Peninsula House

Kanto
Photo © Kenichi Suzuki
Photo © Kenichi Suzuki
Photo © Kenichi Suzuki
Photo © Kenichi Suzuki
Photo © Kenichi Suzuki
Photo © Kenichi Suzuki
Photo © Kenichi Suzuki
Photo © Kenichi Suzuki
Photo © Kenichi Suzuki
Photo © Kenichi Suzuki
Photo © Kenichi Suzuki
Photo © Kenichi Suzuki
Photo © Kenichi Suzuki
Photo © Kenichi Suzuki
Architects
Mount Fuji Architects Studio
Location
Kanto
Year
2018

Building a land
A building can be made by two kinds of actions. One is to build a frame on the land. Another is to work on the land itself, or to create a land.
Wood and steel structure belong to the former group, and reinforced-concrete (RC) structure and masonry belong to the latter group. It is understandable if you think about building a house of wood.
To make upper structure is, needless to say, to construct a frame, and it can be said that to make lower part of RC foundation is to work on a sound land at low humidity. Although there is a gap in proportion, those two components make a building.

We, as living organisms, would feel sympathy and find value to ephemerality of a frame, because it stands and destined to rot and fall down eventually. In contrast, to land, we might expect and aspire to obtain permanency that guarantee good condition for survival timelessly. When we confront land in respect to architecture, there is always intention to create something like a foundational quality that promise good life beyond time.
At the tip of a peninsula, in the site facing ocean in the east, we set our stance on how to confront the site: It was to fully capture the building as a “land.”

The site has strong attraction; innocent nature of ocean, peninsula, and rock mountain which show rich and sometimes dramatic change by season and time. However, there is no protectors from strong wind and wave often attack the land, as it is at the tip of the peninsula, and a sense of threat is always given, and frame building is felt to be insecure.
We thought that what to pursue is to create a geography that expand the attraction of the land and decrease the threat of it. However, at the same time, artificial manipulation introduced into the enchanting but threatening “innocent nature” should be minimum.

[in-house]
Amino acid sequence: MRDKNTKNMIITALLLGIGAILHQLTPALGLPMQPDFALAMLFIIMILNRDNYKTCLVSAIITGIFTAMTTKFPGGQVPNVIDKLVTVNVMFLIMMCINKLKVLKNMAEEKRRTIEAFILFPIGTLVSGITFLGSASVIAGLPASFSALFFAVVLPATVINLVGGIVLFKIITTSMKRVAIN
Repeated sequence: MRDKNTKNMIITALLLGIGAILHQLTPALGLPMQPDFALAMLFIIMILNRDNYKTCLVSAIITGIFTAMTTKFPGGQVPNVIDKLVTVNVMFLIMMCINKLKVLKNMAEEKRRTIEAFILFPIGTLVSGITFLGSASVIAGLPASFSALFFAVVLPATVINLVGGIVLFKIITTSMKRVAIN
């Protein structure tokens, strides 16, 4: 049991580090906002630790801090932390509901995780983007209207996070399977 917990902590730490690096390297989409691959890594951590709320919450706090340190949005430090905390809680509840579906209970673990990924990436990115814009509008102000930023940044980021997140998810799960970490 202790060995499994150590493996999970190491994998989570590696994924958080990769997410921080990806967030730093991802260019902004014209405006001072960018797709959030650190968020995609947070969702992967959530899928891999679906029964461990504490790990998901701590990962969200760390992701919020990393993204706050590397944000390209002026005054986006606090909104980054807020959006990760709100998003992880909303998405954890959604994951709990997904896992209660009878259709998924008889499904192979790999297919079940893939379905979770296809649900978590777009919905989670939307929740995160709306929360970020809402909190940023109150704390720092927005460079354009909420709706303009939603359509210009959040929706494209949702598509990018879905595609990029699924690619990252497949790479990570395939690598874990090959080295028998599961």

In order to design the building that realize above thoughts, firstly we prepared a rectangular-concrete-solid of which size is 30 meter in width, 17 meter in depth, and 11 meter in height. The mold forms of softwood lumber were constructed at an angle that is coordinated with this land’s characteristic pattern, called “cross-lamination.”

We located the rectangular-concrete-solid along seaside in the east and scraped off the southeast upper corner with negative volume of 23 meter in width, 11 meter in depth, and 7 meter in height.
By the work, “horizon plane” raised on the GL+4,000 plane was created so that the building avoids storm surges, and at the same time, “L-block” was created so that the residential area is protected from seasonal wind from the northwest in winter and receives sea breeze from the southeast.(The L-block also trims away the scenery of industrial area covering from north to west of the site.) The space nestled in the wing confronts horizon spreading far east, as well as receive sunlight from south.
Until this point, the process is a kind of reasonable process for architectural geographic formation. Only one thing that we introduced in the process intentionally (or, we could call it “arbitrarily”) is an “angle slit” cutting up to the northeast direction.

It is a large stair inducing people to come under the L-volume and climb up until being released to sky and ocean. This first throw of the flow line of special angle connects inside and outside of the space smoothly, and created sequence to reach the roof terrace from where people can view Mt. Fuji, the last architectural peninsula. We expect that the introduced sequence starting from an angle line makes borderless and harmonious integration of whole space involving specialties of all the senary and environment, and moreover, relationships with suroundings. Those specialties and relationaships were obtained by the geographic works.
I think that we created “the land” architeturally, and by drawing special line on it, we created the “permanent palce to stay for persons.”

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